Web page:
As cats age, they become more and more susceptible to dental health problems. In fact, it is one of the most common issues veterinarians encounter when cats are brought in for checkups.
Common dental and oral health problems in older cats
Gingivitis is an inflammation of the gums commonly seen in older cats causing soreness and ulceration if left untreated.
This advanced gum disease invades the tooth socket causing inflammation, loose teeth and abscesses.
This oral health problem causes inflammation usually as a result of a foreign body in your cat’s mouth like a viral disease. Your cat may find it difficult to eat and the inside of their mouth may be all red.
This type of ulcer slowly enlarges and swells on a cat’s upper lip. It may start out looking like a yellow or pink shiny spot. If left untreated, it turns into an open sore.
This cyst occurs when salivary glands or ducts that carry saliva to the mouth are blocked.
Mouth ulcers in an old cat’s mouth are more than just a nuisance. They may actually be a sign of feline repository or kidney disease.
What can I do for my older cat’s oral health?
Preventative care can help catch an old cat’s dental and oral health issues before they become a serious risk.
Here are a few things you can do to maintain the health of your old cat’s teeth and gums:
+ Check your cat’s breath: A cat’s breath with an abnormally strong odour may mean he has digestive or gum issues (like gingivitis)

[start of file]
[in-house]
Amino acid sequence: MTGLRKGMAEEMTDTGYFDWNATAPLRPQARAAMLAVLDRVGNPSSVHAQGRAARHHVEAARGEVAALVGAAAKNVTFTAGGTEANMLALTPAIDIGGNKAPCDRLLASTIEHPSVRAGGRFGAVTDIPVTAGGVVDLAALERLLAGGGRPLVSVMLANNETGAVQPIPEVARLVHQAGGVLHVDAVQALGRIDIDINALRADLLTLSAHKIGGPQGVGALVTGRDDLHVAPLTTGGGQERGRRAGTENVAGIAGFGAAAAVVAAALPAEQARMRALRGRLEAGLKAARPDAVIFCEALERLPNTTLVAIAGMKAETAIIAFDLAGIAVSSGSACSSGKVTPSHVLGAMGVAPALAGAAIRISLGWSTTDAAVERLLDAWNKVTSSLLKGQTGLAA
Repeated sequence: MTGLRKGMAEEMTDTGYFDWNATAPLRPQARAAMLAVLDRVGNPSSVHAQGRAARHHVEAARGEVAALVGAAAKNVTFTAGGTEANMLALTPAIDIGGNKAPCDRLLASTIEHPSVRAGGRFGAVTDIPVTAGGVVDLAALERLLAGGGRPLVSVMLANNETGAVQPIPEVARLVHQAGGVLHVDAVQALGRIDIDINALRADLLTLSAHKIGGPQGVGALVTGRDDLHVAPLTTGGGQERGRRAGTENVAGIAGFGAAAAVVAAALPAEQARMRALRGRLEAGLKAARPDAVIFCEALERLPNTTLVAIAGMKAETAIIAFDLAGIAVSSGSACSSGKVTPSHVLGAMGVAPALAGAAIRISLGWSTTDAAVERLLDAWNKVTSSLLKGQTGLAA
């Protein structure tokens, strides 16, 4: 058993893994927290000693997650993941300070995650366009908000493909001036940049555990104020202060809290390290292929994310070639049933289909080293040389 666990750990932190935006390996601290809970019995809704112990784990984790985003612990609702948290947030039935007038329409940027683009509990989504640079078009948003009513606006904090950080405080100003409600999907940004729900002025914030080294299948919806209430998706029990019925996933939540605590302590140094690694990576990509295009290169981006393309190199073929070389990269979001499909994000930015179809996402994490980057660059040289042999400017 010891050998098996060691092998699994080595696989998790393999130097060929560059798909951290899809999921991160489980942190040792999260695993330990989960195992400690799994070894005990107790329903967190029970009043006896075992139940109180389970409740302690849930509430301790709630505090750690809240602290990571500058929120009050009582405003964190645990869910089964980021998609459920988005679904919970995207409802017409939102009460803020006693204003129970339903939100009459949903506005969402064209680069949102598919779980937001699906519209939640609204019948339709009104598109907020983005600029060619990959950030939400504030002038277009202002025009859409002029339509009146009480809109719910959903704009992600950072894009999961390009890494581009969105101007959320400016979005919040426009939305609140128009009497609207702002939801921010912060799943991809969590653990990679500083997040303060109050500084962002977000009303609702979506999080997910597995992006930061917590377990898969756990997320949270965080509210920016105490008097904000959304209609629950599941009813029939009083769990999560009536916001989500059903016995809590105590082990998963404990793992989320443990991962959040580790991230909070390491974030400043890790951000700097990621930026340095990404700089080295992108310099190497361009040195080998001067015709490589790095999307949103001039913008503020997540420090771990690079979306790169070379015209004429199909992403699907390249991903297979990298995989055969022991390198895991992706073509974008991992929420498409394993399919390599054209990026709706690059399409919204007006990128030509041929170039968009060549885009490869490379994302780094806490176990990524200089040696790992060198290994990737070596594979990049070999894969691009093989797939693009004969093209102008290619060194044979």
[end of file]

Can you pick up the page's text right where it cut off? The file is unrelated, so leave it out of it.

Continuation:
+ Examine your cat’s mouth: Keep an eye out for issues like red or swollen gums, loose teeth, ulcers, pus, difficulty chewing, excessive drooling or pawing at the mouth area
+ Brush your cat’s teeth regularly: You can use a cotton swab or small soft toothbrush with feline toothpaste to brush your cat’s teeth; plain salt and water can also be used
+ Feed your cat a healthy protein diet: A healthy diet can affect oral health; ask your veterinarian what kinds of cat food are best for feline dental health
Tips on brushing your cat’s teeth
Yes, brushing your old cat’s teeth can help prevent dental health problems. Here are some steps to follow:
– Get your cat familiar with having their teeth brushed by massaging their gums with a cotton swab or your fingers.
– When your cat is used to your massaging, put cat brand toothpaste on your cat’s lips so they can get used to its taste.
– Next, find a toothbrush designed specifically for cats and slowly introduce it to them.
– Once your cat is ready, apply toothpaste to your cat’s teeth and brush gently.
Remember not to brush too hard. Many cats have mild gingivitis and brushing too hard can hurt their gums.